Issue 54, Summer 2000

Midwifery Today Issue 54


Dear Friend of Birth,

What’s so special about waterbirth? Why are more and more women wanting to experience this way to give birth? How can you bring waterbirth into your birthing practice or improve the waterbirths you are already doing? Read Midwifery Today Issue 54, dedicated to the theme "Waterbirth," to learn more about this gentle form of birth.
Read Birth at Sea, a poem about waterbirth, by Holly Knight.

Question of the Quarter

What is your favorite waterbirth story?

The Basics

Concerned about the baby inhaling water at the time of birth? In "Waterbirth Basics," Barbara Harper, RN explains factors that prevent this from happening: "When the baby is born and the prostaglandin level is still high, the baby's muscles for breathing simply don't work, thus engaging the first inhibitory response."

She also discusses changes in waterbirth protocols as we learn more about the safety of this birthing method: "Now the universal practice is to not even feel for a cord in waterbirth, unless there has been a very slow second stage and you are afraid of cord compression. No attempt is made to clamp and cut the cord." Other topics in this informative and referenced article include how a newborn's first breath is initiated, outcomes and concerns, when to enter the water and the midwife’s influence.

Michel Odent

Discover the importance of what was learned from the first births in hospital birthing pools, in "What I Learned from the First Hospital Birthing Pool," by Michel Odent, M.D.: "At the time of the paddling pool... women were not influenced by the media or by what they read in books about childbirth. Their behavior was unpremeditated. This phase of the history of childbirth was ideal to learn about the genuine effects of a watery environment."

Then, in "A Landmark in the History of Birthing Pools" Dr. Odent discusses an important and authoritative study published in the British Medical Journal on August 21, 1999. He explains the methods and results of this study, and then gives updated recommendations based on the study's outcomes: "The first practical recommendation is to give great importance to the time when the laboring woman enters the pool."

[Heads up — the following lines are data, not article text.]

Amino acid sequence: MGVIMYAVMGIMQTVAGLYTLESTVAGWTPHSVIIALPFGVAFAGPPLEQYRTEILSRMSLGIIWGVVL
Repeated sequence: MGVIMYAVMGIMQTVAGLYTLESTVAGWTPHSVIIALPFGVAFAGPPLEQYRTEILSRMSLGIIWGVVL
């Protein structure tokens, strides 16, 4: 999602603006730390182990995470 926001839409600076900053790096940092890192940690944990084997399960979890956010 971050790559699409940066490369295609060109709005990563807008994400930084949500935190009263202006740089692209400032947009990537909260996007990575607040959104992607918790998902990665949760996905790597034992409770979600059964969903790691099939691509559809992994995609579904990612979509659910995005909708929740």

Waterbirth Stories

As always, the heart of midwifery is found in the personal birth stories where mothers and midwives share their experiences: "I began to come to terms with my labor and decided to manage it by letting it manage me," Traci Coburn tells us in "The Waterbirth of Maggie Cate."

In "Waterbirth, A New Beginning" Carolee Hall remembers: "The water washed something away from the contraction—it no longer possessed the intense power that had been there just a moment before....Contractions flowed as smoothly over my body as the water." And read the story of a "VBAC Waterbirth" by Cathy O’Bryant, CPM: "My favorite waterbirth story is about a very special woman who decided early in her pregnancy that she was going to have the birth she wanted—a VBAC waterbirth—even after she found she was expecting twins."

Birth Around the World

Sara Wickham and her grandmother Peggy Lee talk about birth in the United Kingdom 60 years ago in "And That Was That!" Peggy had four children of her own and also helped the local midwife with births. Sara asked her if she'd ever seen problems: "I never had any with all those problems. I think myself they were born more naturally in those days than they are today....I think it was because women weren’t scared."

In "Assignment: Somalia," Rondi Anderson, CNM tells us about birth and life in this country without a government: "To the Somali people, childbirth is a woman’s domain. Men are not involved, not even the husband, but there is very good female support. Childbirth is seen as a difficult passage, impossible for women to get through without aggressive management by midwives." And Chaya Raizel Breger tells us what happened in her "Birth Surprise in Jerusalem" : "I had had no labor, no warning. I couldn’t fight the urge to push, so I quickly put a towel on our bed, lay down on my side and simply let my body work." You’ll also be able to read about the effect of pregnancy and birth on Muslim families, plus articles about birth in Armenia, Spain, France and Jamaica.

Learn more about waterbirth!

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As a Midwifery Today subscriber, you can look forward to learning about these topics in upcoming issues:

Each issue of this quarterly, 72-page journal is filled with informative, inspiring articles and columns; powerful birth stories; poetry; and beautiful black and white photography and art. Open our pages, and you will:

  • Discover techniques that work in Tricks of the Trade
  • Keep informed about the latest publications with Media Reviews and Journal Abstracts
  • Read pregnancy and birth-related News
  • Learn new insights from an experienced homebirth, birth center, and hospital CNM with Marion’s Message

Let Midwifery Today help you bring the heart back into your practice!

Toward Better Birth,

Jan Tritten, Editor

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